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National Survey of Pediatric Experts Indicates Increase in Infant Delays

Two-Thirds of Pediatric Therapists Report Seeing Increase in Early Motor Delays in the Past Six Years; More Tummy Time is Key

CHICAGO, Jul 30, 2008 (BUSINESS WIRE) -- A new survey of more than 400 pediatric physical, occupational and speech therapists confirms what early childhood medical professionals have been observing for years: two-thirds of therapists reported seeing a rise in Early Motor Delays in infants in the past six years, and those who saw an increase said that lack of tummy time while awake is the number-one contributor to the escalation in cases.

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An Early Motor Delay occurs when a child isn't able to meet critical physical milestones in the first months and years of life, which can later affect a child's ability to learn basic skills such as chewing, grasping, crawling, standing and walking. Tummy time - supervised awake time babies spend on their stomachs - can help prevent Early Motor Delays. The survey was conducted by Pathways Awareness, a national not-for-profit that educates parents and medical professionals about the benefits of early intervention for children who show development delays. With assistance from the Neuro-Developmental Treatment Association (NDTA) and the Pediatric Section of the American Physical Therapy Association (APTA), more than 400 occupational, speech and physical therapists who regularly work with pediatric clients and who average more than 20 years of experience participated in the survey.

"This survey quantifies the observations that my colleagues and I have been discussing for years," said Gay Girolami, physical therapist and member of the Pathways Awareness Medical Round Table. "We noticed that not only were we seeing more children coming to therapy with Early Motor Delays, but that these delays were clearly related to the fact that they were spending too much time on their backs. The next step is to educate parents and medical professionals about the easy ways they can introduce tummy time to newborns."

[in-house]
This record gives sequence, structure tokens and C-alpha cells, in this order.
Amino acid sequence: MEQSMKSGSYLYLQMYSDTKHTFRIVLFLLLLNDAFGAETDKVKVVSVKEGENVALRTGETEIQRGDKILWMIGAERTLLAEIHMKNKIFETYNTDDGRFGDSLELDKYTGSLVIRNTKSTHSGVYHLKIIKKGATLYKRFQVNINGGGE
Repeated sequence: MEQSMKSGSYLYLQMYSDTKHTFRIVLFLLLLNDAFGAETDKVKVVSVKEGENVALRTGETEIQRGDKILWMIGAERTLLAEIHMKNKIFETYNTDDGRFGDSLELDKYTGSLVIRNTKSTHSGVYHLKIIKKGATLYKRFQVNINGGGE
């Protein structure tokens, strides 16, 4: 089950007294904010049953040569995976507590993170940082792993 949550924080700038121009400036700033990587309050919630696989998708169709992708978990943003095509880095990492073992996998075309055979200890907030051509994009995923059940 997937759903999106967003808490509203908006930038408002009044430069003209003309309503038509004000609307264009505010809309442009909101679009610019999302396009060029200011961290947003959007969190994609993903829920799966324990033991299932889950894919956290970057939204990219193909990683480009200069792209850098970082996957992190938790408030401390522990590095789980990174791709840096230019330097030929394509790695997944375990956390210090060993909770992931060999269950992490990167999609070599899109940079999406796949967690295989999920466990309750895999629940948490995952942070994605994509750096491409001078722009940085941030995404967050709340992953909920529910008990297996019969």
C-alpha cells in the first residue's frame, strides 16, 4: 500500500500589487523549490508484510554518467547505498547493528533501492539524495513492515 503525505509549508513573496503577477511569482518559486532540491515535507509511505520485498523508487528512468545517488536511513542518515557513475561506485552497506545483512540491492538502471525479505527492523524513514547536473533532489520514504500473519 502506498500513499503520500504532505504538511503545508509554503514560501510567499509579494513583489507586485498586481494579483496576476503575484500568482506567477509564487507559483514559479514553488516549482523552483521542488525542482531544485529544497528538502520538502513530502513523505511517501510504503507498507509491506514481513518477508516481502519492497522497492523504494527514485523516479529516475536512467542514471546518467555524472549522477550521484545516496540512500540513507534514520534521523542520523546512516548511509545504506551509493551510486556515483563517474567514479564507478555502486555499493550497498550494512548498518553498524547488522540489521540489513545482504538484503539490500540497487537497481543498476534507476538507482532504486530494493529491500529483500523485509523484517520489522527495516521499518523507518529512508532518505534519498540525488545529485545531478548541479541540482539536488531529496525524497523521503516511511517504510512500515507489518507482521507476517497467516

Backsleeping, "Container" Lifestyle May Contribute

The vast majority of babies now sleep on their backs to prevent Sudden Infant Death Syndrome (SIDS). Back-sleeping, coupled with more awake time in "containers" like car seats, bouncers and strollers, add up to so much back time that babies aren't able to develop their neck and back muscles, contributing to the increase in Early Motor Delays.

Each year more than 400,000 children in the U.S. are at risk for an Early Motor Delay, and actual incidences are one in 40, a 150 percent increase from 25 years ago, a rate even higher than incidences of other accelerating conditions like autism.(1) While previous studies have linked lack of tummy time to Early Motor Delays,(2) the survey by Pathways does not definitively identify lack of tummy time as the cause of the increase in Early Motor Delays. Rather, the survey quantifies experienced observations by qualified professionals, which may serve as a hypothesis for a future scientifically controlled study on the rate of increase and causes of Early Motor Delays. In addition to back-sleeping and lack of tummy time, the increase may also be caused by factors such as a higher survival rate of preterm babies, increased numbers of twins and triplets (who may be crowded in the uterus) and increased survival of children with cardiac, neurological and genetic disorders.

Survey Methodology and Results

The Web-based survey was conducted between February and May 2008 by Pathways Awareness. Respondents were 409 highly qualified physical and occupational therapists who belong to APTA or NDTA, who work with pediatric clients on a regular basis and who average more than 20 years of experience. All results reported are significant at the 95 percent confidence level.

-- Two-thirds of therapists (66 percent) reported that they had observed an increase in Early Motor Delays in babies under six months in the past several years.